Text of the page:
This example guides you through the modeling techniques used in the analysis of jacketed piping systems. Where applicable, various alternatives are discussed that can benefit specific systems or problems.
The piping system to be analyzed is shown in the following figure. It consists of an 8-inch, schedule-40 crude oil line and a 12-inch, schedule-40 steam jacket. The section of piping from the pump to the valve is completely jacketed, while the section from the valve to the vessel has only the straight sections jacketed. This variation in the jacket is used to illustrate the two common types of jacketed systems. The core pipe is supported in the jacket using spiders. These spiders provide translational restraints in two directions, normal to the axis of the pipe. For this system, the spiders are located at each elbow weld line and in the straight runs such that the spider spacing does not exceed six feet. For this system, both the jacket and the core are low carbon steel.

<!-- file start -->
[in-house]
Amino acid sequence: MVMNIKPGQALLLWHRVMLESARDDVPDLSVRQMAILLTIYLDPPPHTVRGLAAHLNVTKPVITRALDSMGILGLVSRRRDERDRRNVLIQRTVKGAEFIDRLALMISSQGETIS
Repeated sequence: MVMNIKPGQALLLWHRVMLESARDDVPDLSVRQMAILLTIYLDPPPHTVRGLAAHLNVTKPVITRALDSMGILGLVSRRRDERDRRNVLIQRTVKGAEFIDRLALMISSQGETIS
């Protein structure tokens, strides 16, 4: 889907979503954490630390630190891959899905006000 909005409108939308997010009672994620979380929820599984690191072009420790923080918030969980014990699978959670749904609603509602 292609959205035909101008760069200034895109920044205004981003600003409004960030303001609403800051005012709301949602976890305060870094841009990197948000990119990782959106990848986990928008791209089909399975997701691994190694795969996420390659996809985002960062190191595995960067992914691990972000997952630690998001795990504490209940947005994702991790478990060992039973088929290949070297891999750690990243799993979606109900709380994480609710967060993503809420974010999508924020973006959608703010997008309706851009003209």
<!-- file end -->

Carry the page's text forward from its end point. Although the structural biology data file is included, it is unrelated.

In some systems, the jacket and the core consist of different materials. This condition must be modeled very carefully because the thermal growth in the core is different from the thermal growth of the jacket. Improper axial restraints in such a system can cause extremely large loads in the pipe.